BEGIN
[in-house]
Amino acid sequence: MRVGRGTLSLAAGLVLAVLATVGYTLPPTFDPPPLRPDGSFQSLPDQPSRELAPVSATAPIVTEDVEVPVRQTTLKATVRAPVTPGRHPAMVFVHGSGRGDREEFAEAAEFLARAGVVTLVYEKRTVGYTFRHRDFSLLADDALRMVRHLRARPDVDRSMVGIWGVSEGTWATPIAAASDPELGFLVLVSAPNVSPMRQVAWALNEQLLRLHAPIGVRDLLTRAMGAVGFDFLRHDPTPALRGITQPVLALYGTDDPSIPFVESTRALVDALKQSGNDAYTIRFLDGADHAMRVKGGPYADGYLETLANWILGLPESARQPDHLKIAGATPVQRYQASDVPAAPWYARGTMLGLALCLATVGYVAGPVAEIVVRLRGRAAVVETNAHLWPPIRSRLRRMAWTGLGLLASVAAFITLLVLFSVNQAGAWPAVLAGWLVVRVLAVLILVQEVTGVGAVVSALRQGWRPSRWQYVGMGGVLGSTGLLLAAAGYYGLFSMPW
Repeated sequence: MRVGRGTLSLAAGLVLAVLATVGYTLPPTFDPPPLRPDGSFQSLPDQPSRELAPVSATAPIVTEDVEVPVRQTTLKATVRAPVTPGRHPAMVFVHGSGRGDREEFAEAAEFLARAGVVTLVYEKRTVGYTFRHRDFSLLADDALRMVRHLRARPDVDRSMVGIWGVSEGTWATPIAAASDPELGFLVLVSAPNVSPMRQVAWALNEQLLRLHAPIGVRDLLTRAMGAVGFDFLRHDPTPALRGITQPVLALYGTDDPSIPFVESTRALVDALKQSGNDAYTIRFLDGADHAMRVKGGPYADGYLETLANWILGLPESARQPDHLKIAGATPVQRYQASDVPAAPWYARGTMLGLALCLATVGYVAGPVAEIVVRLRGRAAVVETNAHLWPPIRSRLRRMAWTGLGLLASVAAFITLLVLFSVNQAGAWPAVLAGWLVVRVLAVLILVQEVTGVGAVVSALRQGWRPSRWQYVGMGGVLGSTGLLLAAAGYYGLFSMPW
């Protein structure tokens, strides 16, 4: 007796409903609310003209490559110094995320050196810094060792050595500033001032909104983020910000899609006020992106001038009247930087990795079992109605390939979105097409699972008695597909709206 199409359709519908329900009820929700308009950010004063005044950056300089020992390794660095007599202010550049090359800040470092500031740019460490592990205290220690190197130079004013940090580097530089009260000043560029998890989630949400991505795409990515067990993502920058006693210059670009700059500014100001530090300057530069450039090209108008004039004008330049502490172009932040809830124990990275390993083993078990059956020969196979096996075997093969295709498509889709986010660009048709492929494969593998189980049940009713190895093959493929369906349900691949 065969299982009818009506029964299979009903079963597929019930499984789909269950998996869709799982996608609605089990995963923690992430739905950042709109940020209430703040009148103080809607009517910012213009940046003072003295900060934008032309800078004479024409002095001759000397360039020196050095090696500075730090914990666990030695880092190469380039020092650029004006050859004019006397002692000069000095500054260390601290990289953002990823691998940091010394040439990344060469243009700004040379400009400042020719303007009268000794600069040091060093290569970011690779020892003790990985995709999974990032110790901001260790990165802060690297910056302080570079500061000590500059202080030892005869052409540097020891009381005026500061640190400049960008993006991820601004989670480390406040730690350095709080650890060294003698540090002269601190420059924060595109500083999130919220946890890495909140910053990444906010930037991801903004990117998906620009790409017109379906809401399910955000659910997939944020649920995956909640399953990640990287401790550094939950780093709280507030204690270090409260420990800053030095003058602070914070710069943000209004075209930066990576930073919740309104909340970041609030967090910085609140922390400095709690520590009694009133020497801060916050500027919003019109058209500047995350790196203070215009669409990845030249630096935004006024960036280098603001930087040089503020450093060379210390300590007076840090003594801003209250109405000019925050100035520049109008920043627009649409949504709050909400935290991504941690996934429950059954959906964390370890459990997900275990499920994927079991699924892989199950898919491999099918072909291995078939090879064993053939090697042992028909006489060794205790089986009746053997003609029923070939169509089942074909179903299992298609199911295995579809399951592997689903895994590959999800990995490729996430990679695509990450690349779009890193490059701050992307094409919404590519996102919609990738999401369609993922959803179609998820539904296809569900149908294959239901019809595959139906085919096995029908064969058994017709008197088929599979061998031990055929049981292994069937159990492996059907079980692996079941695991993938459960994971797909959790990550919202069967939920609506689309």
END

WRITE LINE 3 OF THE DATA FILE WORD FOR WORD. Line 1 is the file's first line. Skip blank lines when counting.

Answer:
Repeated sequence: MRVGRGTLSLAAGLVLAVLATVGYTLPPTFDPPPLRPDGSFQSLPDQPSRELAPVSATAPIVTEDVEVPVRQTTLKATVRAPVTPGRHPAMVFVHGSGRGDREEFAEAAEFLARAGVVTLVYEKRTVGYTFRHRDFSLLADDALRMVRHLRARPDVDRSMVGIWGVSEGTWATPIAAASDPELGFLVLVSAPNVSPMRQVAWALNEQLLRLHAPIGVRDLLTRAMGAVGFDFLRHDPTPALRGITQPVLALYGTDDPSIPFVESTRALVDALKQSGNDAYTIRFLDGADHAMRVKGGPYADGYLETLANWILGLPESARQPDHLKIAGATPVQRYQASDVPAAPWYARGTMLGLALCLATVGYVAGPVAEIVVRLRGRAAVVETNAHLWPPIRSRLRRMAWTGLGLLASVAAFITLLVLFSVNQAGAWPAVLAGWLVVRVLAVLILVQEVTGVGAVVSALRQGWRPSRWQYVGMGGVLGSTGLLLAAAGYYGLFSMPW